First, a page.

The Constitutional Court of Moldova on Thursday granted a partial victory to President Maia Sandu in her bid to be allowed to appoint new ministers.
Sandu won the presidency in a landslide election last November, defeating pro-Moscow incumbent Igor Dodon. Following her election, the previous administration resigned, leaving Sandu at odds with the parliament, which is dominated by Dodon’s Socialist party. Sandu turned to the Constitutional Court for relief, which denied her the ability to appoint new ministers. However, it did allow that she could appoint persons for public offices other than ministers.
Sandu’s advisor Olesea Stamate welcomed the decision in a post on Facebook, saying that it “clarifies the powers of the interim government” and would “make the government stronger in times of crisis.” She also criticized the previous administration, which she accused of fleeing its responsibilities.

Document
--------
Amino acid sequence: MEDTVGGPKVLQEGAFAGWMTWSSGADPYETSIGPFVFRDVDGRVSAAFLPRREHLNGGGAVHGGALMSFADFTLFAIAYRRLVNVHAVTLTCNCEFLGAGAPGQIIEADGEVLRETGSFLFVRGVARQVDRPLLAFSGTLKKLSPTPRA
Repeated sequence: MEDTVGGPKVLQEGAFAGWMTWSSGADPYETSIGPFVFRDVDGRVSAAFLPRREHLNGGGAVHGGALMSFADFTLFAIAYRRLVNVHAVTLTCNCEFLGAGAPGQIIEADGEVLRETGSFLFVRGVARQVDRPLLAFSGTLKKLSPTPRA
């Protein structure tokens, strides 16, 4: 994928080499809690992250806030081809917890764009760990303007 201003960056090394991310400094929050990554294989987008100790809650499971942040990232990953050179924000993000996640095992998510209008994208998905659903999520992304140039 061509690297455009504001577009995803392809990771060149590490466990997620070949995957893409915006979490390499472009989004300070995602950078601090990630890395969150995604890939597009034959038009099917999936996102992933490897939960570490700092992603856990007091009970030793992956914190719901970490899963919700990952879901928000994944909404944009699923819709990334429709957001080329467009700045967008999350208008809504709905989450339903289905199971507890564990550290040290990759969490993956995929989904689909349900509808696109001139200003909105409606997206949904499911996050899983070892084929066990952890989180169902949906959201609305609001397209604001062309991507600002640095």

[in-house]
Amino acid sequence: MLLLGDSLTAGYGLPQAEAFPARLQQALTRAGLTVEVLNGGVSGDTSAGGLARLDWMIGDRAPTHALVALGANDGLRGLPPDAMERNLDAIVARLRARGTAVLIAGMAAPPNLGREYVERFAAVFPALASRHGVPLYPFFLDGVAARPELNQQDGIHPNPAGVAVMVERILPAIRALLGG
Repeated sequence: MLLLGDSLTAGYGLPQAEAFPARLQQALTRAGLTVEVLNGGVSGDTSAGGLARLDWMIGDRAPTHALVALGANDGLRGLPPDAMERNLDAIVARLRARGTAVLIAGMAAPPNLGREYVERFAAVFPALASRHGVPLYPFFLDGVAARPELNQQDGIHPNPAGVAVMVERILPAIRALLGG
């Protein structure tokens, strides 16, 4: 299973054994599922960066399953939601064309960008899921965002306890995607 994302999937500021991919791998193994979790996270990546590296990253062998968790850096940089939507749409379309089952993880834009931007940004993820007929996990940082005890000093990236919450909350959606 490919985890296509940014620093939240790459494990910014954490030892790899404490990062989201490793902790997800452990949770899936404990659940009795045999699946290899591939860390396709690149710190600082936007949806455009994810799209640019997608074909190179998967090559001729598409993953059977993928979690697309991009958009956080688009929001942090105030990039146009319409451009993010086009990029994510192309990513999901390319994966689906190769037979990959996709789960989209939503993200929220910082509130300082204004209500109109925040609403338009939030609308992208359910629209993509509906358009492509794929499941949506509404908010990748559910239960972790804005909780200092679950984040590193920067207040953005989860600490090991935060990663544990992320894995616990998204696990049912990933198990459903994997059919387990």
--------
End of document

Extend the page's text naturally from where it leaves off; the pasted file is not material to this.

Sandu wants to hold snap elections for the parliament, hoping that her Party of Action and Solidarity can secure a majority and enable her to form a full government. Sandu had discussed the prospect of early elections with European Council President Charles Michel at the end of last month. He called an election “the best chance to deliver a Parliament ready to support the President’s reforms.”